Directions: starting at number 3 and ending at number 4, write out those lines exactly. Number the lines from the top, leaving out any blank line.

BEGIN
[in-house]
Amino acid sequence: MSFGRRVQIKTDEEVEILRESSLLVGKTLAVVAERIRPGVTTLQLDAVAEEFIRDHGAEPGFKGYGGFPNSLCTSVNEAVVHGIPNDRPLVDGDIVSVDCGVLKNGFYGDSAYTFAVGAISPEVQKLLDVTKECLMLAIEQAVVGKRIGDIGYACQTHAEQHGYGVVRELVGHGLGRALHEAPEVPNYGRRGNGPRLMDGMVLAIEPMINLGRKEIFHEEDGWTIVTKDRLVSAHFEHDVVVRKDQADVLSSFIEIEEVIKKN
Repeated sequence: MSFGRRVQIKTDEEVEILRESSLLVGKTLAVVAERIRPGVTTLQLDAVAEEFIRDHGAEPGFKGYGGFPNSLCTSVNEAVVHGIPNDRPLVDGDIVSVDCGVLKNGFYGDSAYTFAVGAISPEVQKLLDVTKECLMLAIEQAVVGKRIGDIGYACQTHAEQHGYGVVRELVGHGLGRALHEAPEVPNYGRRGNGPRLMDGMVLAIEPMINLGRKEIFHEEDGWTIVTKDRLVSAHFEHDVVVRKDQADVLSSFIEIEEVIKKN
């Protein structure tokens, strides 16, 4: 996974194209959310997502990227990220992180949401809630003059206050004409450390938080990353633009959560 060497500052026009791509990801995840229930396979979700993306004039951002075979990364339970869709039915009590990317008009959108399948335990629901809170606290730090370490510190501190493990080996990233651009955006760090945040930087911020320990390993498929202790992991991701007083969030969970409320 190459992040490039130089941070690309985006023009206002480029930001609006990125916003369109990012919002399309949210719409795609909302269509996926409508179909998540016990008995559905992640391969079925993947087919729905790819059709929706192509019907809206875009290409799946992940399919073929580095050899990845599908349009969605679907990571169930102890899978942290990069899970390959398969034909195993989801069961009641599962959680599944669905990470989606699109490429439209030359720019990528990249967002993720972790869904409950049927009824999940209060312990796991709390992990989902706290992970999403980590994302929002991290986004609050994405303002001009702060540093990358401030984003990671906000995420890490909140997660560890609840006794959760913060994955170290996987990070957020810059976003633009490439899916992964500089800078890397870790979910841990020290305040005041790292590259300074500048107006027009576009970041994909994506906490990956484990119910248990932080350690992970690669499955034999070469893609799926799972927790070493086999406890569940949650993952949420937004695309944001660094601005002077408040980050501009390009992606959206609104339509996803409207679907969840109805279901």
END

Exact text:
Repeated sequence: MSFGRRVQIKTDEEVEILRESSLLVGKTLAVVAERIRPGVTTLQLDAVAEEFIRDHGAEPGFKGYGGFPNSLCTSVNEAVVHGIPNDRPLVDGDIVSVDCGVLKNGFYGDSAYTFAVGAISPEVQKLLDVTKECLMLAIEQAVVGKRIGDIGYACQTHAEQHGYGVVRELVGHGLGRALHEAPEVPNYGRRGNGPRLMDGMVLAIEPMINLGRKEIFHEEDGWTIVTKDRLVSAHFEHDVVVRKDQADVLSSFIEIEEVIKKN
């Protein structure tokens, strides 16, 4: 996974194209959310997502990227990220992180949401809630003059206050004409450390938080990353633009959560 060497500052026009791509990801995840229930396979979700993306004039951002075979990364339970869709039915009590990317008009959108399948335990629901809170606290730090370490510190501190493990080996990233651009955006760090945040930087911020320990390993498929202790992991991701007083969030969970409320 190459992040490039130089941070690309985006023009206002480029930001609006990125916003369109990012919002399309949210719409795609909302269509996926409508179909998540016990008995559905992640391969079925993947087919729905790819059709929706192509019907809206875009290409799946992940399919073929580095050899990845599908349009969605679907990571169930102890899978942290990069899970390959398969034909195993989801069961009641599962959680599944669905990470989606699109490429439209030359720019990528990249967002993720972790869904409950049927009824999940209060312990796991709390992990989902706290992970999403980590994302929002991290986004609050994405303002001009702060540093990358401030984003990671906000995420890490909140997660560890609840006794959760913060994955170290996987990070957020810059976003633009490439899916992964500089800078890397870790979910841990020290305040005041790292590259300074500048107006027009576009970041994909994506906490990956484990119910248990932080350690992970690669499955034999070469893609799926799972927790070493086999406890569940949650993952949420937004695309944001660094601005002077408040980050501009390009992606959206609104339509996803409207679907969840109805279901």